So I’m trying to learn and use ACES for future projects, but I’m a bit stuck!
I’m mostly using the Blackmagic Ursa Mini Pro 4.6K, shooting in ProRes in “Film” dynamic range with firmware 6.0.
First of all, what should my settings be in DaVinci Resolve?
I’ve set Color Science to ACEScct v.1.1. IDT should be set to Blackmagic 4.6K V4 correct? Only problem is there’s only V3 despite it being the latest version of Resolve. Oh well, going with V3 for now…
ODT should be set to REC.709 (or whatever device I’m exporting for), correct?
The image after this looks alright, but I don’t understand the point of this. It’s almost impossible to get the contrast right, without blowing highlights or crushing blacks. The tools are so sensitive.
Are my settings off, or am I doing something horribly wrong? I find it quite hard to grade with ACES compared to DaVinci YRGB, and I don’t really see the point to grade with the ODT as one “looses” that LOG look to work with, even though it’s not destroyed, highlights seems to be clipping way earlier than when not using ACES?
Sorry for all the dumb questions!
Hello Anton and first of all thanks for your question, I do think that while there is better understanding of how ACES works for Postpo/VFX workflow there is still a blank page on how We, the colorist should work with it. Main issue lies in my opinion on a wrong teaching on how you should grade Log encoded material whatever you’re or you’re not using ACES. The theory is when you using Log you should not use LGG wheels since they’re thought for Gamma/Video encoded footage.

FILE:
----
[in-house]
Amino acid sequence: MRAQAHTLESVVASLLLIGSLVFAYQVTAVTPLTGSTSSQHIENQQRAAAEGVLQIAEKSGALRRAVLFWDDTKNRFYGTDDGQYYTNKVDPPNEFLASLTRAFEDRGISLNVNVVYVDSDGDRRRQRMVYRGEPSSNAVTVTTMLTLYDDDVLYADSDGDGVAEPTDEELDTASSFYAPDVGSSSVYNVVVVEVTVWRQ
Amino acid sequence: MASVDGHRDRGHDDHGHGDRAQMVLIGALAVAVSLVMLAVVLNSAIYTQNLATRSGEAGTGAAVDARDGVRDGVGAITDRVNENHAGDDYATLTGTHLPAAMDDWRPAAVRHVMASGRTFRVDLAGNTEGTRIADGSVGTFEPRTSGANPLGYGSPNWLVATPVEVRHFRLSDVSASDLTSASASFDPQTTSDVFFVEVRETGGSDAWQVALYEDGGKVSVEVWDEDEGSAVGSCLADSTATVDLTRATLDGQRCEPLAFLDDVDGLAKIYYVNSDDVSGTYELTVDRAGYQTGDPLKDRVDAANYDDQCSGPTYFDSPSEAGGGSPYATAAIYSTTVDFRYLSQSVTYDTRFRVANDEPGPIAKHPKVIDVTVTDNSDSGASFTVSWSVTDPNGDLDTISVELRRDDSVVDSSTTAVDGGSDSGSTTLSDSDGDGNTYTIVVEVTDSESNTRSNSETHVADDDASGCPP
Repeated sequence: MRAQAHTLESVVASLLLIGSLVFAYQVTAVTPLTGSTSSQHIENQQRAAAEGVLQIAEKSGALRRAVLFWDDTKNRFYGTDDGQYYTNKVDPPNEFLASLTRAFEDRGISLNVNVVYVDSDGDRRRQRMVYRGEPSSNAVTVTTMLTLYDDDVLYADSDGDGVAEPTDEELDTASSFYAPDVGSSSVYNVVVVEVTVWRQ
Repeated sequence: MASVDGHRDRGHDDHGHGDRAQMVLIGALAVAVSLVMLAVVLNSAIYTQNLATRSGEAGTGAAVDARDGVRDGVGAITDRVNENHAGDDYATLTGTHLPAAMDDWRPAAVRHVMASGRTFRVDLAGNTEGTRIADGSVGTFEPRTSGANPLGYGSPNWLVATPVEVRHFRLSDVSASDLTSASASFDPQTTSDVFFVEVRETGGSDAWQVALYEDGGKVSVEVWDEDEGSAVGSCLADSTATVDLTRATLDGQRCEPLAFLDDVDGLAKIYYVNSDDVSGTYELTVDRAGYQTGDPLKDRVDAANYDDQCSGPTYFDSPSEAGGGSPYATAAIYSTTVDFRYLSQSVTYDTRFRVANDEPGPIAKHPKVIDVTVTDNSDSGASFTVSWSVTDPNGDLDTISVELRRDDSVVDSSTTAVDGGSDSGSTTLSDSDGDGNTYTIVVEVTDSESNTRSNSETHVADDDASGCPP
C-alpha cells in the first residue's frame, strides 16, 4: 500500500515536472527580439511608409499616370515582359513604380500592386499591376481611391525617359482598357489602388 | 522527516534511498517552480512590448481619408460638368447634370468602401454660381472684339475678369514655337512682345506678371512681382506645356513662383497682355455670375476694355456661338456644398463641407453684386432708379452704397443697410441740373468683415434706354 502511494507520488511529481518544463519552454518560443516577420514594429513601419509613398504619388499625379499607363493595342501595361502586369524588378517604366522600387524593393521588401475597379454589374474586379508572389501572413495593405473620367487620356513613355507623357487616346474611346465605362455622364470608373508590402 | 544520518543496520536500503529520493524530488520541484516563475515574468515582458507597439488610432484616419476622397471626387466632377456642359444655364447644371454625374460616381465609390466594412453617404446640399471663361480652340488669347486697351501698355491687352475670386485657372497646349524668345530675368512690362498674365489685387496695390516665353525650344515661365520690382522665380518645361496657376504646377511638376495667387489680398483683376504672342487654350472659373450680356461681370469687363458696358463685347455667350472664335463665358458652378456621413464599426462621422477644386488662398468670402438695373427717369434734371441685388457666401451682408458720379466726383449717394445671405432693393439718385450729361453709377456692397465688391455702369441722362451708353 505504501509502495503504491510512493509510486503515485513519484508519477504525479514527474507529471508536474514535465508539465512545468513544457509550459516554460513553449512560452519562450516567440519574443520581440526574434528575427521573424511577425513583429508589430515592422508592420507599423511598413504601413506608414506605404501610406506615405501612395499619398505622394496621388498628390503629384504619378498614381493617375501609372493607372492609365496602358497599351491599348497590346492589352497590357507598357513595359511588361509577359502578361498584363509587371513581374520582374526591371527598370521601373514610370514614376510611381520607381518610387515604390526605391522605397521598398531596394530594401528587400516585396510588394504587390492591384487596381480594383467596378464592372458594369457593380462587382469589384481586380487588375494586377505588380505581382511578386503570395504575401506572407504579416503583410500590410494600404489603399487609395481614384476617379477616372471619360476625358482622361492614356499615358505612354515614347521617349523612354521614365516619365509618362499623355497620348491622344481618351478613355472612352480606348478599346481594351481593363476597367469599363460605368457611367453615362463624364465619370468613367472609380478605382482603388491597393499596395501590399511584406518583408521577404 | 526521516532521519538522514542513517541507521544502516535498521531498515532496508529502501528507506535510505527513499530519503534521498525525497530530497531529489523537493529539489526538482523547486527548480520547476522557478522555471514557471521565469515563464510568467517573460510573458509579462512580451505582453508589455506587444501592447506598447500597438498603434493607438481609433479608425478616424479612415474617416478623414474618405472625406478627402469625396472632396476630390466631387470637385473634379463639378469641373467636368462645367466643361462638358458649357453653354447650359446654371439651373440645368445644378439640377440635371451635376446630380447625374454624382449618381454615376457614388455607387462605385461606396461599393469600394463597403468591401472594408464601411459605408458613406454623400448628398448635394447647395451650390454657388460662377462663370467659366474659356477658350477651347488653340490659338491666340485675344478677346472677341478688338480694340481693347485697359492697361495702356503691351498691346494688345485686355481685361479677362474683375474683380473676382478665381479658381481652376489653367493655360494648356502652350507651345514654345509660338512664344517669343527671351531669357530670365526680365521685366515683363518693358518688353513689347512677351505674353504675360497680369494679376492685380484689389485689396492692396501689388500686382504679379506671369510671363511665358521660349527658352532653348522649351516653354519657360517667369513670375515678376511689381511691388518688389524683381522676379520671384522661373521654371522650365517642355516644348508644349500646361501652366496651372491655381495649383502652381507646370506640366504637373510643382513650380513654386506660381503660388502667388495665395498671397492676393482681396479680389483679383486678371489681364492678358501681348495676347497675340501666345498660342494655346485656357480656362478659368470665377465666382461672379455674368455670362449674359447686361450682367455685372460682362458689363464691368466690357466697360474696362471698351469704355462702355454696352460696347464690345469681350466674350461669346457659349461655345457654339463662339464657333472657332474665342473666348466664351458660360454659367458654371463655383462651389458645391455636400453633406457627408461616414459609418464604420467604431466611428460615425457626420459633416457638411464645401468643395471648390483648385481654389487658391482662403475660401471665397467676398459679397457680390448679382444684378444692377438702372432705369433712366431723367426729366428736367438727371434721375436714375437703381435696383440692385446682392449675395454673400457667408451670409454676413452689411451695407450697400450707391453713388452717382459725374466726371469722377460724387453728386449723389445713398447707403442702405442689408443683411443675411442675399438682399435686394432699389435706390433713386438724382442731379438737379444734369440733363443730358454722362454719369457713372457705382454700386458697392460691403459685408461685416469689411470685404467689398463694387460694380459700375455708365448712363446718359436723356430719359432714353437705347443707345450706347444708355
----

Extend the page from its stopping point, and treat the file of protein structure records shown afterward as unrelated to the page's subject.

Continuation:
In Log there is a step called normalization whose means is making footage look “nice” for your monitor, this process can be done generally by 2 ways, using a transform LUT(AlexaToRec709 for example) or manually, applying a curve and saturation. It’s important to understand that LGG controls should work properly after the normalization, and Log controls/Offset should be used before the normalization node. What happens in ACES, mainly there is no post normalization space since your “normalization” is the ODT( note I’m not using the terms properly but I think if I tell you like this is much more easier to understand), that means the correct practice to work in ACES is to use the Offset/contrast/pivot(contrast with the S curve disabled) to make all primary corrections. Now It can look like a big change of paradigm, but trust me, It’s really much faster and cleaner. To do secondaries you should use the log controls.
I hear Dado Valentic complain about how Log controls introduce noise, but I’m not sure if he was talking on a YRGB space, my humble experience is that in general you should only work with Offset/Contrast/Pivot, for exposure changes, sometimes I use the shadows and for some skin work I have used the midtones, but not usually. For developing general look I tend to work with midtones since I can play with both sides of the ranges(little bit like Baselight controls) and I overlap It using a parallels, so I can control the different ranges with colors and overlap them.
Note there is much more clever and experienced people around there and maybe some of the stuff I wrote is not accurate, but I can tell you at least this method helped me deal with around 50 pro works.
Same problem here! I can’t find any ACES setting in Resolve with the Ursa Mini Pro 4.6K and the Blackmagic Pocket 6K with BRAW where the Footage doesn’t looks overexposed and over saturated. I heard if you use Color Science 4 in Resolve you don’t have to set a IDT in Resolve because it auto detect it? …but it doesn’t work for me as well. IT doesn’t feel right if i have to correct a image massively after the IDT conversion. With out ACES the image looks way better and has way more detail in the highlihgts.